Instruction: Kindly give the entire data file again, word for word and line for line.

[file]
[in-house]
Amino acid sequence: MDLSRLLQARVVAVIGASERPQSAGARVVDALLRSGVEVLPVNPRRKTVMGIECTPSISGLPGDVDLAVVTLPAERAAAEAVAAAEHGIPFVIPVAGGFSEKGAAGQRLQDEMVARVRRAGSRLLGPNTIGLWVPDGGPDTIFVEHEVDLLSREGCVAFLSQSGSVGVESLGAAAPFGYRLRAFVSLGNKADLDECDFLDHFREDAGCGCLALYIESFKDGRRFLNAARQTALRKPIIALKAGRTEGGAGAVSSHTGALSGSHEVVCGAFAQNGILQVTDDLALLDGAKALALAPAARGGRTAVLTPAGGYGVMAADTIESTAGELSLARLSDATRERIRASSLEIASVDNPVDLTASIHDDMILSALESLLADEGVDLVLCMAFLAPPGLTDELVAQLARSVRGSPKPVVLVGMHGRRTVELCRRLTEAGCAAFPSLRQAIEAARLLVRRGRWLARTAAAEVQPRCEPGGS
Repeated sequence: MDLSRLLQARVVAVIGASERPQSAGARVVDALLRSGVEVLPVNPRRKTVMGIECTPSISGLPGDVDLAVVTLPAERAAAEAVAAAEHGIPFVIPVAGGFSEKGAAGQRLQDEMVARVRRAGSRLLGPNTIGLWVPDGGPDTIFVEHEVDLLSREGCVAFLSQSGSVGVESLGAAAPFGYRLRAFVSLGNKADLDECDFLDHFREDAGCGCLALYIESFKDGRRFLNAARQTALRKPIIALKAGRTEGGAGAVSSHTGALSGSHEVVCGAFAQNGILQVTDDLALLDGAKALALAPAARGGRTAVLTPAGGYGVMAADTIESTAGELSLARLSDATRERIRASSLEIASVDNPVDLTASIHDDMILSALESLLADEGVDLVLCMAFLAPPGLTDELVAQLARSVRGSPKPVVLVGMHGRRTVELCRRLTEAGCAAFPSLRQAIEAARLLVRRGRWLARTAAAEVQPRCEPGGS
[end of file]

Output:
[in-house]
Amino acid sequence: MDLSRLLQARVVAVIGASERPQSAGARVVDALLRSGVEVLPVNPRRKTVMGIECTPSISGLPGDVDLAVVTLPAERAAAEAVAAAEHGIPFVIPVAGGFSEKGAAGQRLQDEMVARVRRAGSRLLGPNTIGLWVPDGGPDTIFVEHEVDLLSREGCVAFLSQSGSVGVESLGAAAPFGYRLRAFVSLGNKADLDECDFLDHFREDAGCGCLALYIESFKDGRRFLNAARQTALRKPIIALKAGRTEGGAGAVSSHTGALSGSHEVVCGAFAQNGILQVTDDLALLDGAKALALAPAARGGRTAVLTPAGGYGVMAADTIESTAGELSLARLSDATRERIRASSLEIASVDNPVDLTASIHDDMILSALESLLADEGVDLVLCMAFLAPPGLTDELVAQLARSVRGSPKPVVLVGMHGRRTVELCRRLTEAGCAAFPSLRQAIEAARLLVRRGRWLARTAAAEVQPRCEPGGS
Repeated sequence: MDLSRLLQARVVAVIGASERPQSAGARVVDALLRSGVEVLPVNPRRKTVMGIECTPSISGLPGDVDLAVVTLPAERAAAEAVAAAEHGIPFVIPVAGGFSEKGAAGQRLQDEMVARVRRAGSRLLGPNTIGLWVPDGGPDTIFVEHEVDLLSREGCVAFLSQSGSVGVESLGAAAPFGYRLRAFVSLGNKADLDECDFLDHFREDAGCGCLALYIESFKDGRRFLNAARQTALRKPIIALKAGRTEGGAGAVSSHTGALSGSHEVVCGAFAQNGILQVTDDLALLDGAKALALAPAARGGRTAVLTPAGGYGVMAADTIESTAGELSLARLSDATRERIRASSLEIASVDNPVDLTASIHDDMILSALESLLADEGVDLVLCMAFLAPPGLTDELVAQLARSVRGSPKPVVLVGMHGRRTVELCRRLTEAGCAAFPSLRQAIEAARLLVRRGRWLARTAAAEVQPRCEPGGS